A Local Call

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It rained for two days from Thursday night till Saturday noon. The rain clouds hung low and it reminded me of this joke about the region where I live.

An architect was writing a book about Finnish churches and was traveling around the country to visit them all. Soon he noticed that in every church there was a golden phone half hidden in some corned of the church hall with a note next to it reading ‘100€ per minute.’ He wondered about them and especially about the charge, but it took some time before he mustered the nerve to ask what the phone was for.

‘It’s a direct line to God,’ answered the priest in a church in Tampere, ‘You just pick up the phone and God will be at the other end of it.’ The architect thought that not many sinners had the money to pay for such call, but did not comment on the matter.

Where ever in Finland he went, there was the golden phone in every church, and in every church the charge was 100€ per minute. In time his travels took him to Pohjanmaa where land is flat and the sky is vast. In the first church he visited, just as expected, he found a golden phone but here the note read ‘5€ per minute.’ The architect turned to the local priest who was acting as his guide and asked: ‘I know that this phone is a direct line to God and that there is one in every church in Finland, but how come you are charging only 5€ per minute when everyone else is charging 100€?’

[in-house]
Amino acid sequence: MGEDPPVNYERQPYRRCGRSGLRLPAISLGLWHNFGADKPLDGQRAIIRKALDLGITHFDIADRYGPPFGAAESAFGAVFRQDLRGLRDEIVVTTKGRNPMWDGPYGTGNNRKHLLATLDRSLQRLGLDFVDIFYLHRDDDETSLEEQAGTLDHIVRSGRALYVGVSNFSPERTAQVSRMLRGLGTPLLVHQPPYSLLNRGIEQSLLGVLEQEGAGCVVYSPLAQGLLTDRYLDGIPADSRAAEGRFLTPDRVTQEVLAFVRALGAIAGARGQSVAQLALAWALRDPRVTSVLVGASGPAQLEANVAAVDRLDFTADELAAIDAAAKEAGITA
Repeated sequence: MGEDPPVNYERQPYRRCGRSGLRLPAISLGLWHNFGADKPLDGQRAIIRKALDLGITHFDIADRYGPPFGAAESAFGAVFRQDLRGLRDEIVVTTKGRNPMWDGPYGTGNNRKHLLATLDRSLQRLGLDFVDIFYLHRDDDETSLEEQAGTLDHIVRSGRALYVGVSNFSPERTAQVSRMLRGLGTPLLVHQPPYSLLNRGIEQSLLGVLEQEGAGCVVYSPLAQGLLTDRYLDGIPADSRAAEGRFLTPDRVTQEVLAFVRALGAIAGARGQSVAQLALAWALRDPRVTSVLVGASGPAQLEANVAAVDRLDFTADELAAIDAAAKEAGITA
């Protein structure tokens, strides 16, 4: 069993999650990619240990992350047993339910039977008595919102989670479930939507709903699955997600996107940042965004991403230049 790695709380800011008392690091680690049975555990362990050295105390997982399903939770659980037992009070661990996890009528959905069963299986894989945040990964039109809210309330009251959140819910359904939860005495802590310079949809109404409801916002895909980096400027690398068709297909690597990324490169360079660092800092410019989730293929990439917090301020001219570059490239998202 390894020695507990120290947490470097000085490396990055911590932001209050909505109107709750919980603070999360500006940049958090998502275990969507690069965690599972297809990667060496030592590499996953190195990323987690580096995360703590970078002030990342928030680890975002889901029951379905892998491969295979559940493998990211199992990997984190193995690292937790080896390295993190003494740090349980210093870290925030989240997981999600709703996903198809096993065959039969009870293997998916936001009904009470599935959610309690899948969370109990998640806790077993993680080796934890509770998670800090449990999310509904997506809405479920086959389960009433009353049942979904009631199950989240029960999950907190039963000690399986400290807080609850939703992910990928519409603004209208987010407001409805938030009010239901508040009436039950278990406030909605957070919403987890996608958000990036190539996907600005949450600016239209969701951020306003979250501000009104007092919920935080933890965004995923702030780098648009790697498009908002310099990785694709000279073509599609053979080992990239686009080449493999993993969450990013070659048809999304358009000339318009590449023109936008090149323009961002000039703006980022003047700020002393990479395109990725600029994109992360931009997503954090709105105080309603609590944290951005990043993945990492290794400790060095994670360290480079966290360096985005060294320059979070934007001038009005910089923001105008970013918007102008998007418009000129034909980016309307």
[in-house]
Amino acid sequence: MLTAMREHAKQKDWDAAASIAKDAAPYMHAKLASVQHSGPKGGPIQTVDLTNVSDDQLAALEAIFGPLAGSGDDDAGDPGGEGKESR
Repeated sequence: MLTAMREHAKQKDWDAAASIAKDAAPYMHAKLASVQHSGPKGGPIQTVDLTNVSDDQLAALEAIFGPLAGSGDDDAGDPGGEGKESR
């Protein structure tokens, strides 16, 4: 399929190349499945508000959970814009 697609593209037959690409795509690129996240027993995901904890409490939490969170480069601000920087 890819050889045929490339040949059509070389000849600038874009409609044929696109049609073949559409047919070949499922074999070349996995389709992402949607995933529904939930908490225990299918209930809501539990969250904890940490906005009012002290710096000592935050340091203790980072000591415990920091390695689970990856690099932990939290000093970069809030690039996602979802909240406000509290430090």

‘Oh,’ said the priest, ‘We are so close to Heaven here that it’s a local call.’

Two thirds of the view here is sky. On a sunny day the sky dome swells far above the land, but when the wind blows the clouds fast and down over the landscape the sky hangs low like a ceiling. It definitely is a local call then.

Second Wave


The main force of the common redpolls stayed for two days. Then they were gone, as quickly as they appeared. Some stayed behind for a few days. There is one in the picture left from centre.

Two days of quiet followed. Then the second wave of northward migratory birds entered the are, and this time is was the bramblings, Fringilla montifringilla (järripeippo). Their flocks formed one bigger ‘super flock’; a friend of mine living about 40 km west from me told that a flock of bramblings appeared to her garden that same day. Apparently during the winter they can form flocks that may have even millions of birds. I’m not sure if I have ever seen bramblings before though I think a may have seen one 15 years ago, but this was something else. That’s odd though, they are one of the most common species  here in Finland. By the way, their Finnish name, järripeippo, comes from the calling sound they make, ‘järr, järr’. You can listen to their calls here.

Few bullfinches, Pyrrhula pyrrhula, (punatulkku) visited also while the bramblings were here. They are so beautifull, regal somehow. While the bramblings were very nervous, jumping around nervously taking flight if anything even seemed to happen, the bullfinches had more nerve. It is rare to see them in the part of town where we live. Bullfinches usually stick to those feeders that are closer to forests and woodlands, and it is really rare to see them after the snow is gone. What a treat!

Now there are only common pigeons visiting us. They often land first on our roof and what a noise that makes! You would not think that landing birds could cause such a rumble as they walk around before they deem it safe to actually land.

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